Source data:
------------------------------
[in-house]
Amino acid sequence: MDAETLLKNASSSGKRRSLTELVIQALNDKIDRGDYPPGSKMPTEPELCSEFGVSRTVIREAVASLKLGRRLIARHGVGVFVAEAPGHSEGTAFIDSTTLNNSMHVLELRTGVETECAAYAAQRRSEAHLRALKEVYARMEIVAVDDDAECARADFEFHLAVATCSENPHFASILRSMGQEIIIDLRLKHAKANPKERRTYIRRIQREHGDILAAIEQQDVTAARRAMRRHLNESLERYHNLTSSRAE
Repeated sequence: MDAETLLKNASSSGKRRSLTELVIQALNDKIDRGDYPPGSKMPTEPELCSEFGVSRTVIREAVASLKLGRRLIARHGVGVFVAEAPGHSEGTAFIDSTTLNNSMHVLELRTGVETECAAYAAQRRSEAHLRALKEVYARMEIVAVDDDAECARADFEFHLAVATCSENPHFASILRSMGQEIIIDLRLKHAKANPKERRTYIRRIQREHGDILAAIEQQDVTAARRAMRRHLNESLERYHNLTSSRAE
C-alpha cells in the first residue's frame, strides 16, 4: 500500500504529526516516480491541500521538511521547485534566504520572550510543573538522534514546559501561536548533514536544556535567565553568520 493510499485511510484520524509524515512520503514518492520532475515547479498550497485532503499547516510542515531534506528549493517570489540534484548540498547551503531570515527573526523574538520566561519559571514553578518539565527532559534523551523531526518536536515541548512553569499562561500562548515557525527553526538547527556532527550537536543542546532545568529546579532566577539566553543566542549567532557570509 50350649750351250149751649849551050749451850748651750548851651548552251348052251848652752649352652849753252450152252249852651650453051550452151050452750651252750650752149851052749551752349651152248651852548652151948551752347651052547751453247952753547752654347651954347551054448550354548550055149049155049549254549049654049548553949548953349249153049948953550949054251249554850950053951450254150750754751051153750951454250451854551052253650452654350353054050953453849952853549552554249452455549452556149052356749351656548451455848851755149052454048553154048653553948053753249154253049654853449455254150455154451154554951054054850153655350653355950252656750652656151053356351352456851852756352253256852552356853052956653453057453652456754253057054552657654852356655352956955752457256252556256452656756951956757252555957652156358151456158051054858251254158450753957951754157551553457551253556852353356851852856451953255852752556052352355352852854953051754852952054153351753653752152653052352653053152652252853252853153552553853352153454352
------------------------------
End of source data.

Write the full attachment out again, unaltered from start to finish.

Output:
[in-house]
Amino acid sequence: MDAETLLKNASSSGKRRSLTELVIQALNDKIDRGDYPPGSKMPTEPELCSEFGVSRTVIREAVASLKLGRRLIARHGVGVFVAEAPGHSEGTAFIDSTTLNNSMHVLELRTGVETECAAYAAQRRSEAHLRALKEVYARMEIVAVDDDAECARADFEFHLAVATCSENPHFASILRSMGQEIIIDLRLKHAKANPKERRTYIRRIQREHGDILAAIEQQDVTAARRAMRRHLNESLERYHNLTSSRAE
Repeated sequence: MDAETLLKNASSSGKRRSLTELVIQALNDKIDRGDYPPGSKMPTEPELCSEFGVSRTVIREAVASLKLGRRLIARHGVGVFVAEAPGHSEGTAFIDSTTLNNSMHVLELRTGVETECAAYAAQRRSEAHLRALKEVYARMEIVAVDDDAECARADFEFHLAVATCSENPHFASILRSMGQEIIIDLRLKHAKANPKERRTYIRRIQREHGDILAAIEQQDVTAARRAMRRHLNESLERYHNLTSSRAE
C-alpha cells in the first residue's frame, strides 16, 4: 500500500504529526516516480491541500521538511521547485534566504520572550510543573538522534514546559501561536548533514536544556535567565553568520 493510499485511510484520524509524515512520503514518492520532475515547479498550497485532503499547516510542515531534506528549493517570489540534484548540498547551503531570515527573526523574538520566561519559571514553578518539565527532559534523551523531526518536536515541548512553569499562561500562548515557525527553526538547527556532527550537536543542546532545568529546579532566577539566553543566542549567532557570509 50350649750351250149751649849551050749451850748651750548851651548552251348052251848652752649352652849753252450152252249852651650453051550452151050452750651252750650752149851052749551752349651152248651852548652151948551752347651052547751453247952753547752654347651954347551054448550354548550055149049155049549254549049654049548553949548953349249153049948953550949054251249554850950053951450254150750754751051153750951454250451854551052253650452654350353054050953453849952853549552554249452455549452556149052356749351656548451455848851755149052454048553154048653553948053753249154253049654853449455254150455154451154554951054054850153655350653355950252656750652656151053356351352456851852756352253256852552356853052956653453057453652456754253057054552657654852356655352956955752457256252556256452656756951956757252555957652156358151456158051054858251254158450753957951754157551553457551253556852353356851852856451953255852752556052352355352852854953051754852952054153351753653752152653052352653053152652252853252853153552553853352153454352